(Updates with Cameroonian source, background)
By Estelle Shirbon
LAGOS, Nov 13 (Reuters) - Suspected Nigerian gunmen killed up to 21 Cameroonian soldiers in Bakassi, a border region that was handed back to Cameroon by Nigeria last year, Nigerian and Cameroonian sources said on Tuesday.
A senior Nigerian government source said no Nigerian armed forces were involved in the incident on Monday and Nigerian troops had also been attacked by gunmen in the same area within the last week.
"The Cameroonian gendarmes in Bakassi were attacked by an unknown armed group which killed 19, wounded six and made away with some arms and ammunitions," said the source, who did not wish to be named because the Nigerian Defence Headquarters were due to issue a statement later.
A Cameroonian military source in Yaounde, who asked not to be named, told Reuters the clash involved "a suspected militant group from Nigeria" and that 21 Cameroonian soldiers were reported killed in the fighting.
He added the attackers seized weapons and that eight Cameroonian soldiers were evacuated to Douala for treatment.
Local mayors in the towns of Kombo Itindi and Kombo Abedimo also reported recent fighting on the peninsula, but had no precise information about casualties.
The Nigerian government source said he had received reports of an attack on Nigerian naval troops in the coastal town of Ibeka in the same area within the last week. No lives were lost in that incident, he said.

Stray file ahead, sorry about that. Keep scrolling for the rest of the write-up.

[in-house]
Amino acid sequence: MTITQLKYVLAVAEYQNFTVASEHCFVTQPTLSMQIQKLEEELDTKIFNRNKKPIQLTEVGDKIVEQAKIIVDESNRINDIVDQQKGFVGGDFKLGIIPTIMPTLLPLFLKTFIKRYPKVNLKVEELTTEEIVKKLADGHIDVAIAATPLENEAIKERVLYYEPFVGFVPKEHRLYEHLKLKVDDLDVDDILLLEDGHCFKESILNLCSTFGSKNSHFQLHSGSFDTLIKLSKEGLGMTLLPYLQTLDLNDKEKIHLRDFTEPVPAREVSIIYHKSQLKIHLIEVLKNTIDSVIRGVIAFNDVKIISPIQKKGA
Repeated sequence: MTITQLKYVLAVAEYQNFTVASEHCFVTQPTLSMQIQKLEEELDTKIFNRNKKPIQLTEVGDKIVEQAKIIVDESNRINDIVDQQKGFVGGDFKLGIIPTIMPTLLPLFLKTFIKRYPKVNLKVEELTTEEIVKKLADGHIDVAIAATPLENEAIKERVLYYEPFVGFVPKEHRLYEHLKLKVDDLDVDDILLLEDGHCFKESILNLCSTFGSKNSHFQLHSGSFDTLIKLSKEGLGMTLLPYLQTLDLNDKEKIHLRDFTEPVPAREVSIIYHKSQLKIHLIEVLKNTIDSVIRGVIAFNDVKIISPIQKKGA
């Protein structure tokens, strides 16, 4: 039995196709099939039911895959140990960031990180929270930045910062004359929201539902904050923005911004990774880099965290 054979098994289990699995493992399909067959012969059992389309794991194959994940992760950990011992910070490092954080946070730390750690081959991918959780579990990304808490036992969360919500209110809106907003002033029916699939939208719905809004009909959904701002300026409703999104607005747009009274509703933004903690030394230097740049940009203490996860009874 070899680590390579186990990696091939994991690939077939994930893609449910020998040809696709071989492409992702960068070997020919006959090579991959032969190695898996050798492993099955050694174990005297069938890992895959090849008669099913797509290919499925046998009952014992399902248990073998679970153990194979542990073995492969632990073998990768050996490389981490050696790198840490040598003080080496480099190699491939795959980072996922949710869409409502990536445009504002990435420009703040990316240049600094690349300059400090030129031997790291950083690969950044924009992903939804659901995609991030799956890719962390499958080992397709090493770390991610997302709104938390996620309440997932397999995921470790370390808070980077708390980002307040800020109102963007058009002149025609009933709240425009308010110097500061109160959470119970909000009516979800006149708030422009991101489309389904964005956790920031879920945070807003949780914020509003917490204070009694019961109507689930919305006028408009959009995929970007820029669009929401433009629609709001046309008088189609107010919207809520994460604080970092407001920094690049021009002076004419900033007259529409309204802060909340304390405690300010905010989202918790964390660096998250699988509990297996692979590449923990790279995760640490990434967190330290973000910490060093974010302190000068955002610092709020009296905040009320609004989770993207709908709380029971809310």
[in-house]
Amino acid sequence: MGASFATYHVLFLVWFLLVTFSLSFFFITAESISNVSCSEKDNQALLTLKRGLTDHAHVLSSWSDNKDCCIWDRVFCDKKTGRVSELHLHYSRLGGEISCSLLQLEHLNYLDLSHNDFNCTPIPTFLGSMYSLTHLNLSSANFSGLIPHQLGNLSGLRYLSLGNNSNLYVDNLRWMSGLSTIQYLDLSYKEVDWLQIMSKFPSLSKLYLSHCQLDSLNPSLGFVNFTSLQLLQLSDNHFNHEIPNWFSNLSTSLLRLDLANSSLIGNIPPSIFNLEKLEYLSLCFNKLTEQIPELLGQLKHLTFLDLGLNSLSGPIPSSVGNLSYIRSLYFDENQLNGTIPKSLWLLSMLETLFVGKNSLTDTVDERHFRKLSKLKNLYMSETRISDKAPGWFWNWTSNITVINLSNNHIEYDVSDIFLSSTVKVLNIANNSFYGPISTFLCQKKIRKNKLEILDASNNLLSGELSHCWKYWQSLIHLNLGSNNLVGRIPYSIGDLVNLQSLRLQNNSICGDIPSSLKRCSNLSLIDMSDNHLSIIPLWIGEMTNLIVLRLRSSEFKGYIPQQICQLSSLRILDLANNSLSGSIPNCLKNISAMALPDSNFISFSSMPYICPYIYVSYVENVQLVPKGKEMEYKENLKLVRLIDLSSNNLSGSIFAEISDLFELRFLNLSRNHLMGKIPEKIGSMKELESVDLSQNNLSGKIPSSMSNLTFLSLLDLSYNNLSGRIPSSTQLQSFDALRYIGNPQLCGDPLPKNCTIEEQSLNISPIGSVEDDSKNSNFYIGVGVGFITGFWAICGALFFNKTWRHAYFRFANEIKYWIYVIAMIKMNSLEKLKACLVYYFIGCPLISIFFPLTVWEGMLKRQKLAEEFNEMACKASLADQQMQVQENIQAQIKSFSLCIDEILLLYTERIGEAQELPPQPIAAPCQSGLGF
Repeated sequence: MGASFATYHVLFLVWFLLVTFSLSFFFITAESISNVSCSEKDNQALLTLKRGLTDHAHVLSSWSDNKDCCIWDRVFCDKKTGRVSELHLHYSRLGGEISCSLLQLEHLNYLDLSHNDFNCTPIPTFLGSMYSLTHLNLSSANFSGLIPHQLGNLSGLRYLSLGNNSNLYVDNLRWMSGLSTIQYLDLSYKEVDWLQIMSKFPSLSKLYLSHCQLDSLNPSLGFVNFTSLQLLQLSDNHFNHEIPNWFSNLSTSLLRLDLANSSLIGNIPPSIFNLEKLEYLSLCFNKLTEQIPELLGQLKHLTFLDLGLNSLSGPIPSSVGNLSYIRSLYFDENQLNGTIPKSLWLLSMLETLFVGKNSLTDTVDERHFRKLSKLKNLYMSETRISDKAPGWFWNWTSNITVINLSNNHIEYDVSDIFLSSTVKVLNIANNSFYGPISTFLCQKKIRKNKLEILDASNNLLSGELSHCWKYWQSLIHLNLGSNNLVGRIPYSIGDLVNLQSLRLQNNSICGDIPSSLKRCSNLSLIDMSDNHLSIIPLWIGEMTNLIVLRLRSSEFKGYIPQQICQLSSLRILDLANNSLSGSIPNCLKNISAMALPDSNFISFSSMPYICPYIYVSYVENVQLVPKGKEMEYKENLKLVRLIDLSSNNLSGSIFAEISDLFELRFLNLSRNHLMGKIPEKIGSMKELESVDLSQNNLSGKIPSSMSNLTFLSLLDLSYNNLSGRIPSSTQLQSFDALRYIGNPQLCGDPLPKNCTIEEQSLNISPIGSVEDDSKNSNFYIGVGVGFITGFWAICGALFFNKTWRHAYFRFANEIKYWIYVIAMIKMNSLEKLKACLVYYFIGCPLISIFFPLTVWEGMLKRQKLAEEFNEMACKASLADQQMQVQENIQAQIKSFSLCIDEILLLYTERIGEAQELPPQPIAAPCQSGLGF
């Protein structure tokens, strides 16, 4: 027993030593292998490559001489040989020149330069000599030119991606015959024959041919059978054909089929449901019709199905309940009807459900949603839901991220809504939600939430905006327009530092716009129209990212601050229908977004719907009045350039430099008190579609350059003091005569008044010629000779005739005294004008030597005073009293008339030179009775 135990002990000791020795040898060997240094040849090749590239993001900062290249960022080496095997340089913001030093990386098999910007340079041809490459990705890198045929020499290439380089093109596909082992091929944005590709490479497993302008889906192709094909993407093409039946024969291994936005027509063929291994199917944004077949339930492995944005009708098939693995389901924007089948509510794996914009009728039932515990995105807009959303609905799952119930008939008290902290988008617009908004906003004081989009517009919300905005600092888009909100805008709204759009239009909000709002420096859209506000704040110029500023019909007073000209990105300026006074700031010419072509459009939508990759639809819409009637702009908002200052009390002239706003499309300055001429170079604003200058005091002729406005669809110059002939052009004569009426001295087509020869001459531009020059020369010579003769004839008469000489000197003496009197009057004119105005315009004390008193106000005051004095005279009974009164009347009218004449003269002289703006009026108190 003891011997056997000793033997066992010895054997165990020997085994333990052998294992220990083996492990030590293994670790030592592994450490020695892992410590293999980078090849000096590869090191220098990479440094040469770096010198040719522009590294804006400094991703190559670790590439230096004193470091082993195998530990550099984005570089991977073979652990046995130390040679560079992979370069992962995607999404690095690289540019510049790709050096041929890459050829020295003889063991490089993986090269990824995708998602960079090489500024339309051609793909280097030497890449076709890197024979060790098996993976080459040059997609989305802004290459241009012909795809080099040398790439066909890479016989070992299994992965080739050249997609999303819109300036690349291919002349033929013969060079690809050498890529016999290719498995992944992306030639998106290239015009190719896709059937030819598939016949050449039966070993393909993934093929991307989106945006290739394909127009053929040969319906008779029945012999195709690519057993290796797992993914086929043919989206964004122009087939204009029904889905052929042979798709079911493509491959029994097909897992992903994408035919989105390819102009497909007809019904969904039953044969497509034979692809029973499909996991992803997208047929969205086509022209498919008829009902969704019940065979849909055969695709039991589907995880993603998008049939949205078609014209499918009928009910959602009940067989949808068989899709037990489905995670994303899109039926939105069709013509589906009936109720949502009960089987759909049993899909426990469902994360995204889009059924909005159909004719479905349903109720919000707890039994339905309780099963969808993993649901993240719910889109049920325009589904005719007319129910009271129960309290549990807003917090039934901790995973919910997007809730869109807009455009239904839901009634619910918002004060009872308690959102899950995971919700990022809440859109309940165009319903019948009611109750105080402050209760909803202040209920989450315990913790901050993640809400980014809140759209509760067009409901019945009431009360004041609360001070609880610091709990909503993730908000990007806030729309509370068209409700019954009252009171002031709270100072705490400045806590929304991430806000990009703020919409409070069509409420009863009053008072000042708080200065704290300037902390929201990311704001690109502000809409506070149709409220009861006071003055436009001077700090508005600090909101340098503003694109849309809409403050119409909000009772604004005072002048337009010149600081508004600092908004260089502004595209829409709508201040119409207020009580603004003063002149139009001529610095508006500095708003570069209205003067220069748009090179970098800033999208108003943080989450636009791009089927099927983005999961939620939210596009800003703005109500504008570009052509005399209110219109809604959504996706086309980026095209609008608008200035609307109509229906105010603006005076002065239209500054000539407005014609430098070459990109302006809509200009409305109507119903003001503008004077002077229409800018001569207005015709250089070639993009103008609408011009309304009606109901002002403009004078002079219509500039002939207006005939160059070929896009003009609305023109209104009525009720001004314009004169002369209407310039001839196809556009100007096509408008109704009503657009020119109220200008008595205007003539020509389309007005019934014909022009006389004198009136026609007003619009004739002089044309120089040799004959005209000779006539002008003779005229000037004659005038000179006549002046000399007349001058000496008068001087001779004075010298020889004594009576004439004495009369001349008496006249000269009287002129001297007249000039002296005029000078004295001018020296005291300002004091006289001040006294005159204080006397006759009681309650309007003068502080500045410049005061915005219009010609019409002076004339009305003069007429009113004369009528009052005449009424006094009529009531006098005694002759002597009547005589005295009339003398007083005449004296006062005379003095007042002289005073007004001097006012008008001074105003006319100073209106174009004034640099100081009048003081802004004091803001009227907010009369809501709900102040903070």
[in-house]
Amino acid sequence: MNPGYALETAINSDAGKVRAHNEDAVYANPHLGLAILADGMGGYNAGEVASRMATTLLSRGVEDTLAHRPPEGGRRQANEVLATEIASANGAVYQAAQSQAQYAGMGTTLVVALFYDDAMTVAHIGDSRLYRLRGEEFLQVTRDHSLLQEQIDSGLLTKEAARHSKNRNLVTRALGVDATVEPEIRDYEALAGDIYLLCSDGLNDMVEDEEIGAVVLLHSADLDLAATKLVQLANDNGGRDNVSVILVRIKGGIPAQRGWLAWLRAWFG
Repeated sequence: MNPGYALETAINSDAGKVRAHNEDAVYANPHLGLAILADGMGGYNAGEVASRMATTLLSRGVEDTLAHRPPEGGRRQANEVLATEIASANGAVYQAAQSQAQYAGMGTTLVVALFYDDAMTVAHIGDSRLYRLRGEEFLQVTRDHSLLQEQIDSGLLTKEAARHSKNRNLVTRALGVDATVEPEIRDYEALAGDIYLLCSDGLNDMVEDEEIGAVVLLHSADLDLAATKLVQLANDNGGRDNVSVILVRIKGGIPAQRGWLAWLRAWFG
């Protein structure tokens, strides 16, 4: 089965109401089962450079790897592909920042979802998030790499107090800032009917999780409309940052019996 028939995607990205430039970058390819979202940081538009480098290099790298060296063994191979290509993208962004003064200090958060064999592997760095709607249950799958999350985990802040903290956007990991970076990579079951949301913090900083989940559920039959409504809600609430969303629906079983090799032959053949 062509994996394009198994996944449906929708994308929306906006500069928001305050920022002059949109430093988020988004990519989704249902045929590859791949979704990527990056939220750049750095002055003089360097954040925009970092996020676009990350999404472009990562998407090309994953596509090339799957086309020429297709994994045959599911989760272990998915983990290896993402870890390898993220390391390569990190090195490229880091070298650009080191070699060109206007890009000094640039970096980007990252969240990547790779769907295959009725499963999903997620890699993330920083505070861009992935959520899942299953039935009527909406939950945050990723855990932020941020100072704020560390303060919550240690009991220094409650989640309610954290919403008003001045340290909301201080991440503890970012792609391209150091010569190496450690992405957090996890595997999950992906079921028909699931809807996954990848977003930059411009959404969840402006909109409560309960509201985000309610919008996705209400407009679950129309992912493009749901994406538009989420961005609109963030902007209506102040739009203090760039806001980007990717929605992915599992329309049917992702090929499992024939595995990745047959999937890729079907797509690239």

Nigerian defence spokesman Solomon Giwa-Amu said the Cameroonian gendarmes could have been attacked by Nigerian criminals but details of the clash were unclear. He was certain no member of the Nigerian armed forces was involved.
"It’s very unfortunate," he said.
"We are willing to cooperate with Cameroon to investigate this incident. All our resources are at their disposal to ensure that the criminals are brought to justice."
The disputed Bakassi peninsula, which includes offshore oil deposits, was a source of tension between the two countries for years until former Nigerian President Olusegun Obasanjo handed it over to Cameroon in 2006.
On the Nigerian side of the border, the oil-producing Niger Delta has been plagued by crime and militancy, with numerous gangs carrying out attacks on the oil industry, kidnappings and armed robberies.
Rebels demanding local control over oil revenues have blown up production facilities and kidnapped oil workers, while ransom seekers and extortion gangs have used the political struggle as cover to carry out crimes.
The Bakassi issue was separate from the Niger Delta crisis and since the handover of Bakassi, there has been no known case of an attack by Niger Delta criminals on Cameroonian troops. (Additional reporting by Tom Ashby in Lagos and Tansa Musa in Yaounde; Editing by Giles Elgood)